“Customer curiosity extends beyond simple customer centricity, it incorporates constant focus on improving insights into customers so that why they behave as they do is as well understood as the more easily identified what, where, when and how elements of behaviour. It requires a culture of experimentation. Experiments create new data and new insights. And ultimately customer curiosity is about creating an increasingly rich data profile for each customer.”

In essence, customer curiosity boils down to asking questions – more importantly, asking the right questions. And while customers are the most important stakeholder group a business has, they are not the only one. Insight Advantage stems from curiosity about each stakeholder group – how they can be better served and gain created as a result.

The second article in my series on Insight Advantage describes how you can blend Kipling’s honest serving-men with stakeholder theory to identify the questions that you should be asking, rather than simply asking the ones that you know can be readily answered.

What do you think? Leave a comment below or contact me by email.

New kids on the blockchain

At Sopra Steria we often talk about a world ‘beyond digital’. This is so that we can help our clients to prepare themselves and their organisations for the challenges they are likely to face looking out three to five years into the future.

I shared some of the topics we have identified for a world beyond digital with an audience of digital and eCommerce professionals at a Thought Leaders of the North West event a couple of weeks ago. Our themes seemed to resonate with those in the room prompting plenty of discussion and debate.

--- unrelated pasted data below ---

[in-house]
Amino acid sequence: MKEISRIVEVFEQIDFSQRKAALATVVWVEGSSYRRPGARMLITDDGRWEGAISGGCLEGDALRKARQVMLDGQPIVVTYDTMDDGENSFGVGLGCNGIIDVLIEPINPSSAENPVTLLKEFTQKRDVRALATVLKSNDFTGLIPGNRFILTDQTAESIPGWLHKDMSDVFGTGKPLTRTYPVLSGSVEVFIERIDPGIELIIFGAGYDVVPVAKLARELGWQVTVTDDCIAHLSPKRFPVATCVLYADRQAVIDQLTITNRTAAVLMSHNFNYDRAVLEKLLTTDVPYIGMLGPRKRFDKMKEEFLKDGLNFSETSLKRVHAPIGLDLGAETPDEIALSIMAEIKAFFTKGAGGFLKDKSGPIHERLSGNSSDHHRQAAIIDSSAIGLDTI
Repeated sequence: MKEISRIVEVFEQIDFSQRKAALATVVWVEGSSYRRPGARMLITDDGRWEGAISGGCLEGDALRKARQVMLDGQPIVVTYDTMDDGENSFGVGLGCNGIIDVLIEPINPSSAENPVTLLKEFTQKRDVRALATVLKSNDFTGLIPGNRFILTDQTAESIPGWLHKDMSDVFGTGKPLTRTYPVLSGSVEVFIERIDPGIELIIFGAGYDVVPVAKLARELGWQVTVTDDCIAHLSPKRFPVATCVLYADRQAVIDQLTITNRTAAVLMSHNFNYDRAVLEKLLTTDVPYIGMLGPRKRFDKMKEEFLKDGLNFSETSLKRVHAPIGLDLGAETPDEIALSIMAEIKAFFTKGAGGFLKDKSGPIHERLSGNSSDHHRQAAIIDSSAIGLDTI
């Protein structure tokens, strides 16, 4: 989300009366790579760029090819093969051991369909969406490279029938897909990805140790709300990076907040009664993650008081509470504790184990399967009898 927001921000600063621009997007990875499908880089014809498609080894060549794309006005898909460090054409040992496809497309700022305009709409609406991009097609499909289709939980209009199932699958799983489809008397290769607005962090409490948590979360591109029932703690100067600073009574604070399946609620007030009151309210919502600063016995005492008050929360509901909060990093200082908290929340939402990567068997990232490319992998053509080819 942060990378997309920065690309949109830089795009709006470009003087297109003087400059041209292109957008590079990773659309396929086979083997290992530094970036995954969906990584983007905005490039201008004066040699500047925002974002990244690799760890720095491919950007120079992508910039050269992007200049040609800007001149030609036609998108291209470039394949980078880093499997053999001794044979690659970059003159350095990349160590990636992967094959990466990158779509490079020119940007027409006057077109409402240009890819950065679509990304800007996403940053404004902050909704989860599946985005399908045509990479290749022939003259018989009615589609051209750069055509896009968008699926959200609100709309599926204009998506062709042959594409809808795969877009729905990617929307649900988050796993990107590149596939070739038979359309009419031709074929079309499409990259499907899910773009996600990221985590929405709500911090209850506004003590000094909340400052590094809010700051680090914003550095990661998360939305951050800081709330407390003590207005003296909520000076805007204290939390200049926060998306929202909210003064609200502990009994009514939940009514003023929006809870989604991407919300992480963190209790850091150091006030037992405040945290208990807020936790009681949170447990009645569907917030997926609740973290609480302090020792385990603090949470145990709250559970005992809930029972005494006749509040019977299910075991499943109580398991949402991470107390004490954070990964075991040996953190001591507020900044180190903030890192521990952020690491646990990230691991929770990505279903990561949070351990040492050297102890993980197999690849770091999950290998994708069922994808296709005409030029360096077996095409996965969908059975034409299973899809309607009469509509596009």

One theme attracting a lot of interest was the ongoing challenge we face in the world of Information Security, where we see protection from attack being built into new products and services from the ground up rather than as an afterthought.

We also see an emerging era of unprecedented corporate responsiveness and agility as industry giants look to iterate their business models ‘on-the-fly’ in response to unforeseen threats and attacks in the way Sony Pictures did recently in immediately releasing ‘The Interview’ to digital channels and abandoning its plans for a full theatrical release.

Disintermediation is another concept having an immediate impact on the way we live, work and do business. Services such as Uber and AirB’n’B are already beginning to transform different aspects of the travel industry through their creative use of the crowd, the cloud and the semantic web.

In financial services we see the ‘blockchain’ threatening to disintermediate the traditional banking industry as Bitcoin continues to gain profile and transacting in such crypto-currencies nudges its way ever closer to the mainstream.

“whilst barriers to entry are very low, barriers to mass acceptance remain incredibly high”

It was in this field, at a second technology event I attended recently that I witnessed a tense debate between an established retail bank and an up-and-coming Bitcoin podcaster.

The bank, when talking about FinTech start-ups looking to establish themselves in the emerging global Bitcoin economy, outside of a traditionally regulated banking industry, suggested that “whilst barriers to entry are very low, barriers to mass acceptance remain incredibly high”, which is the kind of thing they used to say in the music industry in the 1990s.

Nevertheless, the power of the ‘blockchain’, the virtual ledger where the crowd validates transactions without the assistance of traditional banking infrastructure and regulation, may actually be found beyond Bitcoin trading, as new and emerging use cases emerge for this technology bring it further into many people’s lives.

One such service which could be leveraged by the blockchain may be that of personal data broking, where citizens take control of the value of their own personal data and begin to firmly negotiate with local and global organisations alike based on the value of their own data as derived from their own connections, online activity and their extended social graph.